for action, violence, and rude humor
Will Smith, Tom Holland, Ben Mendelsohn, Karen Gillan, Rashida Jones
Nick Bruno, Troy Quane
20th Century Fox on
All animated films are not created equal. Some aspire for greatness, seeking to bring wonders to the screen that live-action can't fully capture. Others exist for purely commercial means -- cynical brand-management put together not to touch the imagination but to raid the wallet. Spies in Disguise, a limp James Bond knockoff, belongs in the latter category. It's a big-screen cartoon and, although it may work for its target audience -- video game-consuming pre-teen boys -- other viewers may find the production to be lacking in anything beyond a little visual razzle-dazzle.
Spies in Disguise doesn't lack for star power with Will Smith providing the voice of the 007-inspired Lance Sterling and Tom Holland taking the role of his Q-like sidekick, Walter Beckett. Also along for the ride in smaller parts are Rashida Jones as Marcy Kappel, the Internal Affairs Agent who suspects Lance of nefarious doings; Ben Mendelsohn as Killian, the bad guy; and Karen Gillan and DJ Khaled as Marcy's sidekicks, Eyes and Ears. (With Holland, Gillan, and Mendelsohn, it's a veritable MCU reunion.)
The movie opens by making it clear that Lance is the coolest thing out there -- after his latest successful mission, even his co-workers are in awe of his star power. Bad news, however. His newest nemesis, Killian, has stolen his identity, causing Marcy and her underlings to believe that Lance has switched sides. Even his boss, Joy Jenkins (Reba McEntire), can't protect him so he has no choice but to "become invisible." To do this, he enlists the aid of boy-genius and noted pacifist Walter. However, Walter's idea of making Lance invisible is to turn him into a talking pigeon. For the rest of the movie, the Walter/feathered-Lance team pursues two quests: retrieve a stolen Armageddon weapon from Killian and "unbird" Lance while avoiding being captured by Marcy.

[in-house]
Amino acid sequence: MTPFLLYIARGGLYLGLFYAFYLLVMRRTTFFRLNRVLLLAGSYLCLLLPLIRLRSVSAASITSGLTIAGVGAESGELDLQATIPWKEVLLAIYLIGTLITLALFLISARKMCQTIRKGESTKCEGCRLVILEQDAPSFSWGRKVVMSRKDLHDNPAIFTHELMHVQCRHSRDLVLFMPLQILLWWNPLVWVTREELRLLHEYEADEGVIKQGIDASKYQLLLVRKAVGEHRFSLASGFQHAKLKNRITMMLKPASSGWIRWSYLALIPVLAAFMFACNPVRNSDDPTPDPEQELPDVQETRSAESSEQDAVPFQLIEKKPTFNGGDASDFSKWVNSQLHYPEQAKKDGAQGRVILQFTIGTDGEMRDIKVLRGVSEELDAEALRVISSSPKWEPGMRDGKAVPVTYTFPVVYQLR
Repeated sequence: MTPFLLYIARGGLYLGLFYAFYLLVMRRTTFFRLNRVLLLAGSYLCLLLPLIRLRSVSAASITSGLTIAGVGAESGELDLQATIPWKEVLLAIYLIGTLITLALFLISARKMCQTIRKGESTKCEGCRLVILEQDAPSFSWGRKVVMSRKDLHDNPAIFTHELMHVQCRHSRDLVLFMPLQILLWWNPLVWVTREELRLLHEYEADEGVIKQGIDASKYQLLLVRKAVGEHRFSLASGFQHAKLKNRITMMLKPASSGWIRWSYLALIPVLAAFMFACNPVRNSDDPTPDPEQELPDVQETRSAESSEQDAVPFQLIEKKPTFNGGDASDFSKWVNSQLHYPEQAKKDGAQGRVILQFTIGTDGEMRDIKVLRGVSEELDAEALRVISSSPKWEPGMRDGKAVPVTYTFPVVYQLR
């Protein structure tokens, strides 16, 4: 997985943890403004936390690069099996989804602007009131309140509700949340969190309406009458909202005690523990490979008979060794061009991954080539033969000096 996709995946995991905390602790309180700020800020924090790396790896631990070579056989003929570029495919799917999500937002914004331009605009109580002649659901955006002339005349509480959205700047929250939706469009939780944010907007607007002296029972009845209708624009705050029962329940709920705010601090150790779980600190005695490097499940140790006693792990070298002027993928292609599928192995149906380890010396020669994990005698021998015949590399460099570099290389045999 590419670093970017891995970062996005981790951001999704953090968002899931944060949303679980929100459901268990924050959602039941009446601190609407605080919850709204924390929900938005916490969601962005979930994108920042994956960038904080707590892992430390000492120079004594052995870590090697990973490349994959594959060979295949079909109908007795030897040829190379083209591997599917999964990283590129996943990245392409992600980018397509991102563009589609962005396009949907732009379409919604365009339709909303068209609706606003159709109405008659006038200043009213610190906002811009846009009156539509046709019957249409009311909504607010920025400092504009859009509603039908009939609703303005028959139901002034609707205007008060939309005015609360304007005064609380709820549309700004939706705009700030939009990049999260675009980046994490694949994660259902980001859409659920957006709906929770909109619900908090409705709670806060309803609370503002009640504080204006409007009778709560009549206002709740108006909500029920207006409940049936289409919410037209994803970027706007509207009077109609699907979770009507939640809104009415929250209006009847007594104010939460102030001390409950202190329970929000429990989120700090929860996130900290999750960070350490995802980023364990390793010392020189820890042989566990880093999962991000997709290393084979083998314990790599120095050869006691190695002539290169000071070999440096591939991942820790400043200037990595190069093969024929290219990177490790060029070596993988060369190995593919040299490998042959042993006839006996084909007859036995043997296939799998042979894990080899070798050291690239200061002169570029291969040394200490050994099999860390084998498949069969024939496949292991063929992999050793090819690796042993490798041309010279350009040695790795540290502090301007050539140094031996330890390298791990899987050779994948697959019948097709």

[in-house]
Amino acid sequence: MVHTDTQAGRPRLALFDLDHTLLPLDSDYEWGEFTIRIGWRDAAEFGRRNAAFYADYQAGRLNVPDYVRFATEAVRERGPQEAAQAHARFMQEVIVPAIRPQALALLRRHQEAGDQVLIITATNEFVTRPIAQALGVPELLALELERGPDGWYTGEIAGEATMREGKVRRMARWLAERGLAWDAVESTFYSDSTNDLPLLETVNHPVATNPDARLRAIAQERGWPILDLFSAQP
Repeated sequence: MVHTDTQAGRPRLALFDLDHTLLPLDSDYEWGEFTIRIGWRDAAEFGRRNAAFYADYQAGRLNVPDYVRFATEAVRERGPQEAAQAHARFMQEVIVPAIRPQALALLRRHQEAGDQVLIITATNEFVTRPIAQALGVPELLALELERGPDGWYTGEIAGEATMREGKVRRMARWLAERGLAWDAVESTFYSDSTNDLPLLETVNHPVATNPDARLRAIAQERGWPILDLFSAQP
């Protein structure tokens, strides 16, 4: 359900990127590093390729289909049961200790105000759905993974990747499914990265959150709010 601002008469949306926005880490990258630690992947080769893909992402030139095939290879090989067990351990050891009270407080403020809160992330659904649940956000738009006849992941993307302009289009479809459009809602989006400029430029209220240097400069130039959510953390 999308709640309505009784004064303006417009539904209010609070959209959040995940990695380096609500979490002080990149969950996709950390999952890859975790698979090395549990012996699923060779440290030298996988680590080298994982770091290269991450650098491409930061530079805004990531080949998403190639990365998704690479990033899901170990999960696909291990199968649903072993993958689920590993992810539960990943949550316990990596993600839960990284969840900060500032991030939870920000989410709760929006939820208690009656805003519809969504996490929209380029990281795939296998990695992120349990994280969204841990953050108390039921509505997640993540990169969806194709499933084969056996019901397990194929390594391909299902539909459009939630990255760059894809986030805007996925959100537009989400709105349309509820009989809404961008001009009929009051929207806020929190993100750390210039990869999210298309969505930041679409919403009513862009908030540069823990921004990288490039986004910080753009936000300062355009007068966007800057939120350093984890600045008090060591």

The behind-the-scenes team responsible for Spies in Disguise doesn't have an A-list pedigree. This is the product (accent on that word) assembled by Blue Sky Studios, the people responsible for the Ice Age movies (which started mediocre and went downhill from there). It evidences the same degree of emphasis on recognizable voices and underwhelming artwork. The blocky, angular animation is uninspired; it feels more like something designed for a video game than a big screen offering. Perhaps the desire is to create a sense of familiarity for those who attend the film. Co-directors Nick Bruno and Troy Quane are making their feature debuts after serving in the art and animation departments on a bunch of other Blue Sky projects.
Perhaps the best way to describe the storyline of Spies in Disguise would be "tiresome." The script is comprised of a string of tired clichés knitted together without rhyme or reason. When it's not trying to be clever by making fun of James Bond (is there any lower-hanging fruit?), it's working hard on the mismatched buddy angle. The filmmakers seem unconcerned about appealing to anyone who isn't a 9-year old boy. Aside from the occasional throw-away line, there's little here to interest adults; the story is in desperate need of something shaken or stirred. Spies in Disguise stands in stark contrast to 2018's end-of-the-year animated surprise, Spider Man: Into the Spider-Verse, which was a breath of fresh air. This movie reveals that far too many animated films prefer stale breezes and recycled wind.
© 2019 James Berardinelli